professional areas, including records
management, managing Government
Digital Services (GOV.UK), knowledge
management, FOI, legislation
information managers, information
security or evidence based roles in
research including rapid evidence
“I don’t recruit a records manager, or
legislation experts, or web content
managers, I recruit information
professionals. Understand that I am looking
for people who are flexible, and agile, and
prepared to use the skills common to all
Karen McFarlane, Head of Profession,
GCHQ, Cilip Update, October 2011.
• Efficiency Save staff time searching for information
by making sure it is organised and relevant
• Cost savings Save money by reducing un-necessary
storage and management costs, reducing spend on
external sources of information and contractors
• Integrity & reliability Understanding what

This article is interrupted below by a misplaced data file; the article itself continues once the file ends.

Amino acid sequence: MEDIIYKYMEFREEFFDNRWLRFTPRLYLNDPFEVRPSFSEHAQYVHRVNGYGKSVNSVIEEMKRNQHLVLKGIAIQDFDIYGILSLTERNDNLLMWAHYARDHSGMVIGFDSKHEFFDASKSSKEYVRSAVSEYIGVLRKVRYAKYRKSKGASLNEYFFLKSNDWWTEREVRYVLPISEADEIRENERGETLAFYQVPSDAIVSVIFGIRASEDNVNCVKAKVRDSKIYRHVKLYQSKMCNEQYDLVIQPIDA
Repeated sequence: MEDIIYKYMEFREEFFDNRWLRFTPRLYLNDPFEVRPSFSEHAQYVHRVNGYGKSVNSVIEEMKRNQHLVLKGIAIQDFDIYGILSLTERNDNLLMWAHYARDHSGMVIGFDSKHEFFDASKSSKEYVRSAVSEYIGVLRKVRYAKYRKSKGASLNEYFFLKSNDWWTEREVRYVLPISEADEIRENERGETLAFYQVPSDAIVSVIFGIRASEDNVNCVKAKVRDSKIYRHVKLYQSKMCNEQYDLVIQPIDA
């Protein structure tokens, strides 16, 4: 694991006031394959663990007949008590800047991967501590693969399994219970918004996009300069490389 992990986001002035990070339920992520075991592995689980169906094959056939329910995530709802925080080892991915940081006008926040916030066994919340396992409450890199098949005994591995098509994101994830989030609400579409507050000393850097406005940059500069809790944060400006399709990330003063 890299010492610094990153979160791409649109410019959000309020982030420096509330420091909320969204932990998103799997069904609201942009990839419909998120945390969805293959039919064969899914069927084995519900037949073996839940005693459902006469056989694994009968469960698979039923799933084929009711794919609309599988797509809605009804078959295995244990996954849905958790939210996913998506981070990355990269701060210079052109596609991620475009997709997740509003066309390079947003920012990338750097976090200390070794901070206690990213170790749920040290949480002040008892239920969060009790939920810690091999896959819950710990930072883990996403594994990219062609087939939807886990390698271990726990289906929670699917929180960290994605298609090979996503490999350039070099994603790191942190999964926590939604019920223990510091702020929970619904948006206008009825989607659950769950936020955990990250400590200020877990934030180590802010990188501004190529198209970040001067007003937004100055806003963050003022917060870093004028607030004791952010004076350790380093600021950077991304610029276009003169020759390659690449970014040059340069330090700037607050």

information we have. Preserving the corporate
• Legal compliance Help us avoid organisational
fines or reputational damage by ensuring that we
comply with legislation, including FOI
• Geographical spread
• Diverse user base
• Levels of information need
• Broad range of information literacy
• Communication channels
• Fast paced information environment
8 regional libraries
1 Head Office
1 centralised service.
online delivery of
research library +
Combined service of
management. Loss of
1.6 FTE staff
Part of much wider
team of data and
Case study adapted from the time line of a government library between 1994-
Week in the life...
“What’s the normal levels of polonium 2-
10 in the environment?”
“How successful has the implementation
of plastic bag tax been elsewhere,
particularly in EU?”
Writing guidance on
formatting citations for a
Demonstrate how to edit an
entry on internal wiki
Presenting training on
finding grey literature
“I want a free copy of a construction
“Looking for the original data that was
used to collate the research findings in x
report. Can we release it?”
“I need to find research on female snail
Uploading documents to
Propose a change to the Metadata
Scheme. Seek authorisation from
Metadata Working Group
• Cilip Government Information Group. Working in
• Network of Government Library and Information
• Government Knowledge and Information
• Special Libraries Association. http://www.sla.org/